June 27, 2006
New York makes reentry a sentencing priority
Thanks to the Center for Community Alternatives (CCA), I have learned that the Empire State has recently made an important change to its sentencing laws to deal with offender reentry and public safety concerns. This paper from CCA, entitled "A New Sentencing Model to Meet the Challenge of Reentry and Public Safety," provides some details in its introduction:
On June 7, 2006 Governor George Pataki signed into law an important change affecting sentencing in New York. Penal Law §1.05(6) has been amended to add a new goal, "the promotion of their (convicted person's) successful and productive reentry and reintegration into society..." (Chapter 98 of the Laws of 2006), to the four traditional sentencing goals of deterrence, rehabilitation, retribution and incapacitation.....
This legislative change is consistent with the reintegrative sentencing model that was developed by the Center for Community Alternatives (CCA) in 2004 and championed by the Interfaith Coalition of Advocates for Reentry and Employment (ICARE), an alliance of communities of faith, direct service providers, and policy organizations including the New York State Council of Churches, Legal Action Center, Center for Community Alternatives, Reentry Net/NY and many congregations throughout New York State. In CCA's sentencing model, reintegration is placed at the core, and the individual returns to the community in a way that promotes public safety....
This amendment to New York's Penal Law marks a significant shift in sentencing policy by the legislature. For 30 years legislatures and courts have neglected rehabilitation as a goal to be considered during the sentencing process (Garland 2001) in favor of the more punitive goals of punishment, deterrence, and incapacitation. Identifying reintegration as a sentencing goal promises not only to restore the person's well-being as a focus of decision-making but also to extend that consideration, by implication, to the well-being of the community as a whole. The new law will require every judge presiding at sentencing in a criminal case to consider carefully what kind of sentence will best help to promote the defendant's reintegration into society and recognizes that such reintegration is the best way to achieve public safety.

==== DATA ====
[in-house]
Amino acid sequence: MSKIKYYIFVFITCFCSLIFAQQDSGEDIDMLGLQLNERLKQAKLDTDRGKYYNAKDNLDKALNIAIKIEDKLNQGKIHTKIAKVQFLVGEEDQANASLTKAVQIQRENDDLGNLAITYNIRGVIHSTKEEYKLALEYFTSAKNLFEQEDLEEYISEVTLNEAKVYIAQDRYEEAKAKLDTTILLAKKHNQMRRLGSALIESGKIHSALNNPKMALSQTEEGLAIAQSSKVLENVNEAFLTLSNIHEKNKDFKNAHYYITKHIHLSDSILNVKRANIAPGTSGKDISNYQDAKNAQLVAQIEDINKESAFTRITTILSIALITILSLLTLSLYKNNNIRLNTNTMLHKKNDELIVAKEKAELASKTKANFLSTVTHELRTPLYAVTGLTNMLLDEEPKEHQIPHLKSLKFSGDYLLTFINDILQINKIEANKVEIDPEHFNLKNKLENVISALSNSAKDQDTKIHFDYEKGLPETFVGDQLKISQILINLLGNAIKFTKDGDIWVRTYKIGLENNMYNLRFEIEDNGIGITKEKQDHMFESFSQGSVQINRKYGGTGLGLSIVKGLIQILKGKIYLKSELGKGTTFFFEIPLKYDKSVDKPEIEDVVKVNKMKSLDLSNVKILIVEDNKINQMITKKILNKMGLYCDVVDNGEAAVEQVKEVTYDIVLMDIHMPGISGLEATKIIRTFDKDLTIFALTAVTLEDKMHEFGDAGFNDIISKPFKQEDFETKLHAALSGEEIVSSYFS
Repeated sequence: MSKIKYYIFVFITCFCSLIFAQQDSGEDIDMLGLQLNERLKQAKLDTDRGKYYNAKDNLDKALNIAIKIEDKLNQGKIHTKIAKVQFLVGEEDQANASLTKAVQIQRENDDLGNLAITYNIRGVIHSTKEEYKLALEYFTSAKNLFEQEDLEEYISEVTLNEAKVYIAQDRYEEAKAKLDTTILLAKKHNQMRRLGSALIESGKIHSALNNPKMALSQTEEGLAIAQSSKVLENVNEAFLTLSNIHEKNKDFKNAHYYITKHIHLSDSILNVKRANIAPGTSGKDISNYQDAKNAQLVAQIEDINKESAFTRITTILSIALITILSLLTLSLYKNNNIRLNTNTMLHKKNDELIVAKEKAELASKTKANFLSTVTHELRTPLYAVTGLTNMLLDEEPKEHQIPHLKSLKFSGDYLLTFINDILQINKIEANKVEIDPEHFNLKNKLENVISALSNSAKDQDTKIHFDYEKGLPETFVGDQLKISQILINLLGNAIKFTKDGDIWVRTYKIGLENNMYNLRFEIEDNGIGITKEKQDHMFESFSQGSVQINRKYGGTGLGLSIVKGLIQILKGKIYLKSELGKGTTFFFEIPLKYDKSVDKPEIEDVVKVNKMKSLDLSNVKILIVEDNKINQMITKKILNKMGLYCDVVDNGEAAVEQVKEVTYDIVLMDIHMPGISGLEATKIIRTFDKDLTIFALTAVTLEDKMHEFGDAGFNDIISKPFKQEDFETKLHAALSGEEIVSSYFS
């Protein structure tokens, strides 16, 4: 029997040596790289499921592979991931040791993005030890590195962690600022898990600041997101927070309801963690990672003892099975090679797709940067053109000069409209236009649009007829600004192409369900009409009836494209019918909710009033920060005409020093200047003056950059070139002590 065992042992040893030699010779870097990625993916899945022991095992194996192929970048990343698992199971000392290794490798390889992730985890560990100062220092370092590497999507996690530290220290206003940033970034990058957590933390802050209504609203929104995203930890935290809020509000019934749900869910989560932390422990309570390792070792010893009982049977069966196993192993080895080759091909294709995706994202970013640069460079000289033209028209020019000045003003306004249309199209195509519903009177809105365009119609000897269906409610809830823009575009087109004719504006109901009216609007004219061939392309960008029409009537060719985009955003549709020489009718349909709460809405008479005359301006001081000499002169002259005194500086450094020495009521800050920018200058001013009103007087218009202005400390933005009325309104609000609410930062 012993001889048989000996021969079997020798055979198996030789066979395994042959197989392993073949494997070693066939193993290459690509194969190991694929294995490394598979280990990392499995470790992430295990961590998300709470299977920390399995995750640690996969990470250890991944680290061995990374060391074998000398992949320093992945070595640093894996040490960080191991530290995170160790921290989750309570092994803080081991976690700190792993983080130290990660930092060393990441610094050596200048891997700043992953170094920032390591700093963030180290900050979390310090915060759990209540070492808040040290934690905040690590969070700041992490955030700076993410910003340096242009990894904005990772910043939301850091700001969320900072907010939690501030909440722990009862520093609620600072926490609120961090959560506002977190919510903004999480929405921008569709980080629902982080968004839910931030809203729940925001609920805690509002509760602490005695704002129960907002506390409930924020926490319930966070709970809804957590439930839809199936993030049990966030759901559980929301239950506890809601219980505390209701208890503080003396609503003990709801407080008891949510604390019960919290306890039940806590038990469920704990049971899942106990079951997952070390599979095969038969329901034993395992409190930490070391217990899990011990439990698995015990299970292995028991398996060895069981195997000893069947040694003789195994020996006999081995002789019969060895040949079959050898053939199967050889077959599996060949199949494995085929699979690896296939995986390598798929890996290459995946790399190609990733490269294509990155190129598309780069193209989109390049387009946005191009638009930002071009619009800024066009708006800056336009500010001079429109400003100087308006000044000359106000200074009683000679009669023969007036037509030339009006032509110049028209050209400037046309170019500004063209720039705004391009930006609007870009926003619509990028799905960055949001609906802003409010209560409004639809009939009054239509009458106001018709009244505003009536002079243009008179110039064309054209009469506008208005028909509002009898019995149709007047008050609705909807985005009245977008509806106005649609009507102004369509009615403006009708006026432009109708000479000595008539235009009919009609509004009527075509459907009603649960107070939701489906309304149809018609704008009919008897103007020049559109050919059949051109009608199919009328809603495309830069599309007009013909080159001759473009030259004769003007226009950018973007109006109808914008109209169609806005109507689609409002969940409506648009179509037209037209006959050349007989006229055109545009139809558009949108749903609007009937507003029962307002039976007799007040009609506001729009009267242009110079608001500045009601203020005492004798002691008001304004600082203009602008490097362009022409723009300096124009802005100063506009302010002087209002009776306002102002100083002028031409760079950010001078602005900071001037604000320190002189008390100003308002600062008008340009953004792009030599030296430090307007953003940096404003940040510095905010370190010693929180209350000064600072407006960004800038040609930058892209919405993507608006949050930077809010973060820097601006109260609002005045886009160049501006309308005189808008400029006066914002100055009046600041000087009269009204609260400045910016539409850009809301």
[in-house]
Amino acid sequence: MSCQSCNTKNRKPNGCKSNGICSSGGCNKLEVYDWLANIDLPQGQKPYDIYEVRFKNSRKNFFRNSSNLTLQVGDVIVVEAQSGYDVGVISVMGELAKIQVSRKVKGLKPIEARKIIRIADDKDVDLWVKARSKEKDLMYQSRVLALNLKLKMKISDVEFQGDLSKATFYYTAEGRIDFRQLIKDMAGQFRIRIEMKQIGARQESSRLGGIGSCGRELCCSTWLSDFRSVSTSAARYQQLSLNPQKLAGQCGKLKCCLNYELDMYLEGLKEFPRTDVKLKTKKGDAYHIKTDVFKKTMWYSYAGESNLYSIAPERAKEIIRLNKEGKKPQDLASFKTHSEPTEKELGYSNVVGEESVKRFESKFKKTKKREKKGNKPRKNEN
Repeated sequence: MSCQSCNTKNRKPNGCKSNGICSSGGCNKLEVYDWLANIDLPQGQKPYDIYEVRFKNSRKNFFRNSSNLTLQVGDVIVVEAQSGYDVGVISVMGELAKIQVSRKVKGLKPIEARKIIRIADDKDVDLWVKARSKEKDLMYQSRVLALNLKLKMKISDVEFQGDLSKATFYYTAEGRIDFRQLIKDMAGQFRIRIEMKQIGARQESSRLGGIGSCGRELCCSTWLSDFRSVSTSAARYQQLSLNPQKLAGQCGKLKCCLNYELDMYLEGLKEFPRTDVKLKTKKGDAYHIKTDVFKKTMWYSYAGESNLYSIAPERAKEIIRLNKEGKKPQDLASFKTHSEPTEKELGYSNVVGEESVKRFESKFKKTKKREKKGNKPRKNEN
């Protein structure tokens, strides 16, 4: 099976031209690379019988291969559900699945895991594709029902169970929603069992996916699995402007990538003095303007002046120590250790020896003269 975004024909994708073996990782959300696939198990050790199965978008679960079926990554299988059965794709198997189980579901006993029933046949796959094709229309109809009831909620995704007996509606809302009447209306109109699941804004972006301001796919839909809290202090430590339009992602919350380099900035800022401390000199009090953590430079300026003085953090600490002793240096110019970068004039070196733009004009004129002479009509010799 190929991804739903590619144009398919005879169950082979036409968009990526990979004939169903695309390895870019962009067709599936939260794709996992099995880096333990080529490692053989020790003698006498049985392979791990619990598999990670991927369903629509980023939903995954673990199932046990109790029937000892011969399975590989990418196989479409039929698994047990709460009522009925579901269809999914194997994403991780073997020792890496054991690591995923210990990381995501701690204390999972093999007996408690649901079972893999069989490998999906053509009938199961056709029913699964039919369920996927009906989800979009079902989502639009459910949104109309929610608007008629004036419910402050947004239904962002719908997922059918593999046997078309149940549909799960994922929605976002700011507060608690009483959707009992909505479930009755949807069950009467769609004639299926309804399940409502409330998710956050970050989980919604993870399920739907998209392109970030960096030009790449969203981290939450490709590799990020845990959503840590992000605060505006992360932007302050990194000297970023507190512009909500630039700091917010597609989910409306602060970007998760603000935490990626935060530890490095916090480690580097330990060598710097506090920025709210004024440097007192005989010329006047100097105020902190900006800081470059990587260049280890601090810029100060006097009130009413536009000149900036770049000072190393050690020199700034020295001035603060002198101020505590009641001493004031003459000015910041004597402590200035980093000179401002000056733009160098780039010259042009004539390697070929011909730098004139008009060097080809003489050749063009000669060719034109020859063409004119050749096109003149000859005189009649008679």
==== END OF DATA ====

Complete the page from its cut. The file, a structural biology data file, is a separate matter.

June 27, 2006 at 10:06 PM | Permalink
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A number of years ago, Pataki presided over the gutting of educational programs in New York Prisons, which at the time greatly increased idleness among prisoners. I do not know whether this has changed in the interim, but if it has not, the promise of this bill is hollow.
Posted by: David in NY | Jun 28, 2006 4:48:50 PM